The volunteers all have some interesting stories that occurred during their years. This group comes from all lifestyles, call centre workers, retired tax collectors, former professional TV people, and car dealers. They range in the spectrum from students to retired. In general, they get together to make TV, not in a deadline setting like a commercial TV setting, but one of just to have a good time and make some TV.

After everything is in place the producer and graphics person get started doing research and graphic design as this usually takes up most of the preproduction time. Then there is set up, which could be as simple as turning on and adjusting a studio camera and wiring a few microphones. This can also be a daunting task like a hockey game which involves miles of cables to be haled all through the arena and taped down to avoid tripping setting up and adjusting a half-dozen cameras, half-dozen microphones, set up a replay machine, a fibre feed back to the station, and lighting for the dark areas.

In November is typically a busy month. The month started out with the Kiwanis TV Auction. This is a relatively simple event to begin with, in the beginning of October J-P Quinn the producer begins with organizing the crew and booking a mobile production truck to come down for the shoot. Then comes the cancellations, of the cancellation included the Audio, Graphics, and half the camera operators. On the Tuesday in the morning before the auction, I received a call to see if, I would be available to take over the graphics. Only two of us on the list that could do the advanced graphics required for the auction. I really started my job the day before the show. The auction required an animated introduction, over 300 lower thirds, or graphics on the bottom of the screen, and a credit roll for the end of the show. While I was working on this J-P and several volunteers went down to the Trade and convention center to set up.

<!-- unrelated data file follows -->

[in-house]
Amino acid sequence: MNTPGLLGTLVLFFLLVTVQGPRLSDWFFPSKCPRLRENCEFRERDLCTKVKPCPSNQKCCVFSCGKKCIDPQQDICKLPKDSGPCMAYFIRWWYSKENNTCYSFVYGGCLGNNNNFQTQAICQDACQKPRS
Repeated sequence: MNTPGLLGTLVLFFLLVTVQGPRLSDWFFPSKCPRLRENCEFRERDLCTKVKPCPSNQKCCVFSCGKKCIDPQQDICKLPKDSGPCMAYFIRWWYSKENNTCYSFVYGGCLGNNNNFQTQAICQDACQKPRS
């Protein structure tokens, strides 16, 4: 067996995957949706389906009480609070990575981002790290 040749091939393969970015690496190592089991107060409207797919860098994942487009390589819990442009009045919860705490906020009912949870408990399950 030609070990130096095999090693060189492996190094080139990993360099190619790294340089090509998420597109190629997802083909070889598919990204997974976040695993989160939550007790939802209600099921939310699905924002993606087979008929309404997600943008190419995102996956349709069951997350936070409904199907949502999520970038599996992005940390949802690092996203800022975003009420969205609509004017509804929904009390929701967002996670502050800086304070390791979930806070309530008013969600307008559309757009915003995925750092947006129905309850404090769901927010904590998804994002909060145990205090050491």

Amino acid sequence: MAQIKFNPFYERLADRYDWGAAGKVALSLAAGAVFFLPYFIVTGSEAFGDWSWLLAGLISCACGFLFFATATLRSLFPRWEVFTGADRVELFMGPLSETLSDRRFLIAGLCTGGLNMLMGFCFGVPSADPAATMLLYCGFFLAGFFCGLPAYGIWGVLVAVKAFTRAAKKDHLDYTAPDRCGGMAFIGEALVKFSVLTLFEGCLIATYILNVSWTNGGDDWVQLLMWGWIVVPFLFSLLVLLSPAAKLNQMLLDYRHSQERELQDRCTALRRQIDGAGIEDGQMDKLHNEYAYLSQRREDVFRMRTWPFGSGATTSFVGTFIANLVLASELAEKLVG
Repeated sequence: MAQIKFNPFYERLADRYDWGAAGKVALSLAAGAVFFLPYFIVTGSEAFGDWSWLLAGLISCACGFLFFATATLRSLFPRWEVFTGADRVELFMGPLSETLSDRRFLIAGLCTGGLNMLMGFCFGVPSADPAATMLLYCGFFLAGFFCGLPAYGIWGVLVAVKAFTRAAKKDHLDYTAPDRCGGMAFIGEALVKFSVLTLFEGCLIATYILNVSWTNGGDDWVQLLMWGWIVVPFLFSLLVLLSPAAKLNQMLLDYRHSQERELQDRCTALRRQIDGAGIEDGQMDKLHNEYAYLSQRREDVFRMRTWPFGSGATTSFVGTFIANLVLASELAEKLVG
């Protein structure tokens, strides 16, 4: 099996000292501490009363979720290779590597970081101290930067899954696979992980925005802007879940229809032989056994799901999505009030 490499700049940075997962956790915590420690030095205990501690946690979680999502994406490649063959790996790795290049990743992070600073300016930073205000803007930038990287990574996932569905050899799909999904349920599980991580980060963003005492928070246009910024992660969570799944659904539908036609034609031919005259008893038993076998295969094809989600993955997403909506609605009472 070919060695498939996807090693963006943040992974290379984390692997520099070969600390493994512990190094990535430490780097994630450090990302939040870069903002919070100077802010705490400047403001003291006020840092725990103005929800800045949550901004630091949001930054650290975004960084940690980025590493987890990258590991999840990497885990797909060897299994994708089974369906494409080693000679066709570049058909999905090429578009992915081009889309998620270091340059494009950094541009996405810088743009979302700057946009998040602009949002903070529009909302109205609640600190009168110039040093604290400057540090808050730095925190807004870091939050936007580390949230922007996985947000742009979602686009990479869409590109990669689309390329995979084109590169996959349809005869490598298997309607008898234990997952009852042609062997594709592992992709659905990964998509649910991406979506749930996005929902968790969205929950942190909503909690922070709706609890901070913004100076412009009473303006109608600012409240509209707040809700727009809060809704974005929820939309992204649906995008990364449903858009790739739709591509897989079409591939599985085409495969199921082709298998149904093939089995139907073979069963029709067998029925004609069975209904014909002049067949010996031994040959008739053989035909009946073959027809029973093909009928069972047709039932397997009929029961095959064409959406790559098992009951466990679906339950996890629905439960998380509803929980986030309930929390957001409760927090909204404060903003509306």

Then the long-awaited show day came, it started with setting up the lights, microphones, and phasing or adjusting the colour of the cameras. The show went abnormally flawless. The second major production was the annual Remembrance Day Ceremony this was the worst show I have ever worked on. It started badly by the fact that we could not acquire a mobile for the show resulting in ripping out the rack used for the weekly common council meetings. Since there was, only one graphics computer in Saint John the plan was to send the signal back